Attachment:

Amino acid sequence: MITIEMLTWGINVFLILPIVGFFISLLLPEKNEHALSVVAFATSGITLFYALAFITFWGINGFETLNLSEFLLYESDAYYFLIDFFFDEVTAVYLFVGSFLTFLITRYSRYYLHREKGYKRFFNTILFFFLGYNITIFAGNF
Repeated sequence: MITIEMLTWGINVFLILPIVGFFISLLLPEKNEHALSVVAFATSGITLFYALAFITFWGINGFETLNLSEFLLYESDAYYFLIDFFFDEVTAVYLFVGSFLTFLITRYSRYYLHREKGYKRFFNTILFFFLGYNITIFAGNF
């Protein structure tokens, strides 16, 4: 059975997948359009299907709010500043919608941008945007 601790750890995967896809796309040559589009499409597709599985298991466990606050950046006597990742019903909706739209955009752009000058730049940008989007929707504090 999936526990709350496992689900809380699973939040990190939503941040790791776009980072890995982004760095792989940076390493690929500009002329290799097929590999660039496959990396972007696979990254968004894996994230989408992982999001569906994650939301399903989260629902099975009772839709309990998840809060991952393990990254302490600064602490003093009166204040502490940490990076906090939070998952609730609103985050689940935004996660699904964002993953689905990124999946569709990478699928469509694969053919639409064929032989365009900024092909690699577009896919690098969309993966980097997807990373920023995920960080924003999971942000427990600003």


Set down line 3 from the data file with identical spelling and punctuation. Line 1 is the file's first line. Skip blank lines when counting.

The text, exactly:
């Protein structure tokens, strides 16, 4: 059975997948359009299907709010500043919608941008945007 601790750890995967896809796309040559589009499409597709599985298991466990606050950046006597990742019903909706739209955009752009000058730049940008989007929707504090 999936526990709350496992689900809380699973939040990190939503941040790791776009980072890995982004760095792989940076390493690929500009002329290799097929590999660039496959990396972007696979990254968004894996994230989408992982999001569906994650939301399903989260629902099975009772839709309990998840809060991952393990990254302490600064602490003093009166204040502490940490990076906090939070998952609730609103985050689940935004996660699904964002993953689905990124999946569709990478699928469509694969053919639409064929032989365009900024092909690699577009896919690098969309993966980097997807990373920023995920960080924003999971942000427990600003």